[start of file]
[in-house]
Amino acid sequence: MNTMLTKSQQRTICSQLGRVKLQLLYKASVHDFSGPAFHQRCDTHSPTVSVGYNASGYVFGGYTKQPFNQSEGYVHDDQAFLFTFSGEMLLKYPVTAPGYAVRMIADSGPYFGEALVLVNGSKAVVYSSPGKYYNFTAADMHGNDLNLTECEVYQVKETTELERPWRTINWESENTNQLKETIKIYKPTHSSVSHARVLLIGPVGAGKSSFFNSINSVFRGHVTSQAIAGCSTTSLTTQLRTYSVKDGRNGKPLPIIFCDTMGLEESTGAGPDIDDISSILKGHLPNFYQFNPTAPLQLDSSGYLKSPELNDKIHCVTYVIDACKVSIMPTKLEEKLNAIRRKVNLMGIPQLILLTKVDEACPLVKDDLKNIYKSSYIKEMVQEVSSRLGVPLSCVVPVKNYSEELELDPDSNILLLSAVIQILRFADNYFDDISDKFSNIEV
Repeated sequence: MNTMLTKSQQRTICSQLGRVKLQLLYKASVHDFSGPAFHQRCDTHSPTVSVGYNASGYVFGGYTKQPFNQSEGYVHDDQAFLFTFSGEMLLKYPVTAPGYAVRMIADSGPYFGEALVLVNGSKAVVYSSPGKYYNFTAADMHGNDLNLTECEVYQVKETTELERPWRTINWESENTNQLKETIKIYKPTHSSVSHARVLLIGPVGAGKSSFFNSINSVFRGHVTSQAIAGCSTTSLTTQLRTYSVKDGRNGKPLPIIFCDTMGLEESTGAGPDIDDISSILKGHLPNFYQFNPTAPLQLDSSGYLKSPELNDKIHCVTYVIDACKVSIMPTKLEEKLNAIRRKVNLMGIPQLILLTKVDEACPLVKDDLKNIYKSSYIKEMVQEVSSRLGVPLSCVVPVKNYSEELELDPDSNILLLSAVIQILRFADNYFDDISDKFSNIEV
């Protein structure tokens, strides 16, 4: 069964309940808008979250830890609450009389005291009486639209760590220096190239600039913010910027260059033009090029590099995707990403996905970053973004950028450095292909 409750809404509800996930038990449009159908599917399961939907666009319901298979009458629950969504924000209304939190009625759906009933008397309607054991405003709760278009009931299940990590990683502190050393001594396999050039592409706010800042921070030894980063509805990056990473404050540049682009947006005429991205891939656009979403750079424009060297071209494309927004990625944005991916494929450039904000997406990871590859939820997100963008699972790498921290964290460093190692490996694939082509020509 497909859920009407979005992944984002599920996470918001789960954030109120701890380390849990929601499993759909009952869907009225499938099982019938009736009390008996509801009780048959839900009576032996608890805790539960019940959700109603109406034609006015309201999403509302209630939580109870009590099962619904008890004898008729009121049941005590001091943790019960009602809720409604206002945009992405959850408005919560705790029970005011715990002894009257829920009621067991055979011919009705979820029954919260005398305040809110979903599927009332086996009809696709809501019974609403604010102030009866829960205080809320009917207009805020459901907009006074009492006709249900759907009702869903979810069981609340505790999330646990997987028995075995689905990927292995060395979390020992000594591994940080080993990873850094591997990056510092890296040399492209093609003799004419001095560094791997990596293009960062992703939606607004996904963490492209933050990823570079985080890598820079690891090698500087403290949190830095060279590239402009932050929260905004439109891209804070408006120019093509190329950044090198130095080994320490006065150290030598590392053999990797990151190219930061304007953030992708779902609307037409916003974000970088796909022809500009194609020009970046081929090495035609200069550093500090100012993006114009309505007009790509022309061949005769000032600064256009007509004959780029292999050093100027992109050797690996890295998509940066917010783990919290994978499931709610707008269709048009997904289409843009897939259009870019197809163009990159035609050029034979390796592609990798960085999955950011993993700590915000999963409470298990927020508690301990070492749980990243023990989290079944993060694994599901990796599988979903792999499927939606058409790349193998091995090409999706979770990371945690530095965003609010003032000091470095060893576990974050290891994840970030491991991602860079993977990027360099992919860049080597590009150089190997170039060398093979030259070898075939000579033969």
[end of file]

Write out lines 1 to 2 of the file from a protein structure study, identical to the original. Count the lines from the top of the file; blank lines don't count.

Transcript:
[in-house]
Amino acid sequence: MNTMLTKSQQRTICSQLGRVKLQLLYKASVHDFSGPAFHQRCDTHSPTVSVGYNASGYVFGGYTKQPFNQSEGYVHDDQAFLFTFSGEMLLKYPVTAPGYAVRMIADSGPYFGEALVLVNGSKAVVYSSPGKYYNFTAADMHGNDLNLTECEVYQVKETTELERPWRTINWESENTNQLKETIKIYKPTHSSVSHARVLLIGPVGAGKSSFFNSINSVFRGHVTSQAIAGCSTTSLTTQLRTYSVKDGRNGKPLPIIFCDTMGLEESTGAGPDIDDISSILKGHLPNFYQFNPTAPLQLDSSGYLKSPELNDKIHCVTYVIDACKVSIMPTKLEEKLNAIRRKVNLMGIPQLILLTKVDEACPLVKDDLKNIYKSSYIKEMVQEVSSRLGVPLSCVVPVKNYSEELELDPDSNILLLSAVIQILRFADNYFDDISDKFSNIEV